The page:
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Why’d Mitt Romney Take So Long to Move to the Middle?

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Democrats and liberals have reacted to the new, more moderate Romney with alarm. To some, he’s a flip-flopper. To others, he is a fraud and a liar. The Washington Post’s Ezra Klein calls him a “pragmatic executive,” which doesn’t sound bad until you read the next four sentences.

“When he needs to govern from the center, he does. When he needs to lurch to the right, off he goes. So if you want to know how he’ll govern, don’t listen to what he says. Look at who he has reason to fear,” Klein writes, clearly suggesting that because Romney will “fear” the right, he will govern from that way.

Because a Romney victory would likely produce a GOP Senate to go along with the Republican House, Klein argues, “there’s little reason to believe Romney would find himself forced to work with Democrats if he was president, at least at the outset.” 

“There’s no way he’ll pick fights with the right in order to govern from the center,” he adds.

Maybe. Or maybe not. But I’m not sure why Klein thinks Romney would be less likely to govern from the center than Obama, who had a chance to show his political independence by embracing the Simpson-Bowles plan but never did.

In any case, the idea that Romney would have no incentive to reach out to Democrats simply sounds wrong.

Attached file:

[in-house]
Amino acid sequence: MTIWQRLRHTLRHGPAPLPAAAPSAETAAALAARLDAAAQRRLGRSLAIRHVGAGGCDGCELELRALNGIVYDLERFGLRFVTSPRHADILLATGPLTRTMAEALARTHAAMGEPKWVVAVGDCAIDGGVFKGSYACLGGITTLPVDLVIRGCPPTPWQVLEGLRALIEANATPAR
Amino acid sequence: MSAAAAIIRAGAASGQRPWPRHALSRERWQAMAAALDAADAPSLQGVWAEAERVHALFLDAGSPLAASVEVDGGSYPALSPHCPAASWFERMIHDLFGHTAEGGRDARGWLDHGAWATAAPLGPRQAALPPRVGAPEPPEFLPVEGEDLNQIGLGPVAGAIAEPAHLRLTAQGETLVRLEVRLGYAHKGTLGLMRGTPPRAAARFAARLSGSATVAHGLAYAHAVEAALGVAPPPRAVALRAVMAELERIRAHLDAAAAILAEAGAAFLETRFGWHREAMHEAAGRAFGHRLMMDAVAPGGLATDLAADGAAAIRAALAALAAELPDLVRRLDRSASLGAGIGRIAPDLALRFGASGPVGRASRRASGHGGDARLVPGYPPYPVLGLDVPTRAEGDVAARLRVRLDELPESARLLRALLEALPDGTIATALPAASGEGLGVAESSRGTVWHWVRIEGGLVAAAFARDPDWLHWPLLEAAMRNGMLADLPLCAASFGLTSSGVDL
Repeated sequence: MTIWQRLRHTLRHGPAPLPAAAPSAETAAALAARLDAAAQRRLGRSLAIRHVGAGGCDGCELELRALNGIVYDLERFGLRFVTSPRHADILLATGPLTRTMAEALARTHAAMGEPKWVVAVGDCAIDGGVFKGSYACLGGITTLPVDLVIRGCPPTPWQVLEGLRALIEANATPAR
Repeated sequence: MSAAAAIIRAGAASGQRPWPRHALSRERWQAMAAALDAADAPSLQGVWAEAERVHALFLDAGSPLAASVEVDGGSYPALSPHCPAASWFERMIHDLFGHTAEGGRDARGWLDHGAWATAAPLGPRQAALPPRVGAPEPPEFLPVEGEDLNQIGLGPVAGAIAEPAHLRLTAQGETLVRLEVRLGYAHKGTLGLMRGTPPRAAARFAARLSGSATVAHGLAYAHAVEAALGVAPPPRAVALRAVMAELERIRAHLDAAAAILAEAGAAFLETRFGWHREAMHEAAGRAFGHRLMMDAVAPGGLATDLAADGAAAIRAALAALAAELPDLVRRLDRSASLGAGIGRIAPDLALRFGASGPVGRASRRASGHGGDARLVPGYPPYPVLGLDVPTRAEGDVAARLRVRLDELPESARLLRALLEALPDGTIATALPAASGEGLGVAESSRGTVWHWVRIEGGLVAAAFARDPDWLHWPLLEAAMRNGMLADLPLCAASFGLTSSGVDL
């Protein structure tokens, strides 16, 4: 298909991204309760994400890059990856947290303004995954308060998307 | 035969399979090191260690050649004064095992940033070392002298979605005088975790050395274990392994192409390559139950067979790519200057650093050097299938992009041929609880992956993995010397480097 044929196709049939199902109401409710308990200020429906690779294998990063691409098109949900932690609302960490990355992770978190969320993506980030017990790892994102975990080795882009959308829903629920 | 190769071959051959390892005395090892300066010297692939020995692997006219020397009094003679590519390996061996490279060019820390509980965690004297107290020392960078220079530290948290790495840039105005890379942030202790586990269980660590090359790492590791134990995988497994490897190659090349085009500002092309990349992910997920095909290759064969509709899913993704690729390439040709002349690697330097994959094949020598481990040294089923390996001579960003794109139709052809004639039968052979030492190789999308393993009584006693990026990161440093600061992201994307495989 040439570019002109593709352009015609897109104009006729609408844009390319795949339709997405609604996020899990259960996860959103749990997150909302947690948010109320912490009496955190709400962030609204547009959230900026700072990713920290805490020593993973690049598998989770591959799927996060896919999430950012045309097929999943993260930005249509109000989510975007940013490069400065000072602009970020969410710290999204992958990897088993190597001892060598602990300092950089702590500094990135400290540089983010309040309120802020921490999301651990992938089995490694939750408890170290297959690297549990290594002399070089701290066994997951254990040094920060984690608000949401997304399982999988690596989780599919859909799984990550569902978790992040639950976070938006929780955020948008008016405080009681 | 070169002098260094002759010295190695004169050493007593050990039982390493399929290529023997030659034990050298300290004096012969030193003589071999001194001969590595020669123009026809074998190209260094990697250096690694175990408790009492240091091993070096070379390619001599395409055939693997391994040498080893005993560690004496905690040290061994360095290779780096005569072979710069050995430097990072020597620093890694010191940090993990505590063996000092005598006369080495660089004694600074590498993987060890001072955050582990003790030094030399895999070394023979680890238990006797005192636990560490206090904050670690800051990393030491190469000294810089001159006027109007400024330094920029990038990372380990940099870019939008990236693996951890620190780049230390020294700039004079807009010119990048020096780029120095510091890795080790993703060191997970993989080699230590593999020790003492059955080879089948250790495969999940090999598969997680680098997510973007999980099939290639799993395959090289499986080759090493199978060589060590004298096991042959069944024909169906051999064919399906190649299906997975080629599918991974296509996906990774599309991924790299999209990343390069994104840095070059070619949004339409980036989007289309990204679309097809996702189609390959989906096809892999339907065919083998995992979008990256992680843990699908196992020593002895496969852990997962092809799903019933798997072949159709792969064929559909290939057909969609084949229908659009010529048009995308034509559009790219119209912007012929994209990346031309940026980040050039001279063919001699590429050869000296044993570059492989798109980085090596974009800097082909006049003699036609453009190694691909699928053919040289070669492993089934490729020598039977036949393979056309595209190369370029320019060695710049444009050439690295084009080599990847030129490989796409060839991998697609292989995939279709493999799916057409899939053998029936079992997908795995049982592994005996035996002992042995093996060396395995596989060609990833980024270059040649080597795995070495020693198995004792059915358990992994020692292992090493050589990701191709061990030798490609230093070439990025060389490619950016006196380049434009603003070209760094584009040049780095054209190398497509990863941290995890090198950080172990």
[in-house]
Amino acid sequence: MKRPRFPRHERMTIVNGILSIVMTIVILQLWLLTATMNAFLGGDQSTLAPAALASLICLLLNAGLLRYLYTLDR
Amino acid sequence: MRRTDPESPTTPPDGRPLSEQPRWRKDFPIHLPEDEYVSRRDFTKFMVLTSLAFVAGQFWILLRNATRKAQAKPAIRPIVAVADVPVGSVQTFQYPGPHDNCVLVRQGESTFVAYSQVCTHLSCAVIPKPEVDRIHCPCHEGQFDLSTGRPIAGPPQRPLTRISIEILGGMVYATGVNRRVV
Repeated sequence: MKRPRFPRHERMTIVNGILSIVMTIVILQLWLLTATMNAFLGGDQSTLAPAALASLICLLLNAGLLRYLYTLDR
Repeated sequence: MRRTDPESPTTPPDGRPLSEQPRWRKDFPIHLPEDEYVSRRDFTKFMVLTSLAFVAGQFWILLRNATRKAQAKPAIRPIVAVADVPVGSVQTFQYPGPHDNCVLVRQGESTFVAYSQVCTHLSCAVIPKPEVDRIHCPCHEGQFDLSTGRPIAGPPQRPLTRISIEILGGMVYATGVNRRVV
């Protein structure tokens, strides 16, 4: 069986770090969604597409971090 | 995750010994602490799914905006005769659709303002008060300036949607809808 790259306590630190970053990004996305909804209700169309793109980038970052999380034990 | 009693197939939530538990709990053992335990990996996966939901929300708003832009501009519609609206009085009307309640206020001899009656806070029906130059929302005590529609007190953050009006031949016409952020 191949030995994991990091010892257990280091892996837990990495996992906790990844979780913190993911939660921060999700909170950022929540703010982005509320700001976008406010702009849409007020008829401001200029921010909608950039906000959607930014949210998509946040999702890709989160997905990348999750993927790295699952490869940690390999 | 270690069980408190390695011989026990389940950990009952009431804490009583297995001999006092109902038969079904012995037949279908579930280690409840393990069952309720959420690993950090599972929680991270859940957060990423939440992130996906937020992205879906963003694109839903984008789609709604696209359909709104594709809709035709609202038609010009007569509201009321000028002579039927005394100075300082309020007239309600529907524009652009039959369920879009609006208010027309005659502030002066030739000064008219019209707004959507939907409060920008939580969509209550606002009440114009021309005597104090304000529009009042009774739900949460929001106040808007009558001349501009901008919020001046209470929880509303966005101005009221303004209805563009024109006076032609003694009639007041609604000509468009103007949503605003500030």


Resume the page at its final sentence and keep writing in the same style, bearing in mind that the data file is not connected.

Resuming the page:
Even if Republicans win the Senate, there is no way they will have the super-majority in that body that Democrats did for almost nine months. To get anything through both chambers of Congress, a President Romney certainly would have a strong incentive to reach out to Senate Democrats.

Klein may be right that Romney would be intimidated by conservatives and might choose not to govern from the center. But Romney the problem-solver might decide that doing what is right for the country might be good politics after all.

Strategically, Romney has found the right positioning for the campaign’s final month. It’s up to Democrats to discredit his new message, both in the paid media and the earned media. Vice President Joseph Biden will have one opportunity, and the president will have two others. Their ability to win that argument could determine who will be sworn in as president in January.

Stuart Rothenberg is editor of the Rothenberg Political Report.

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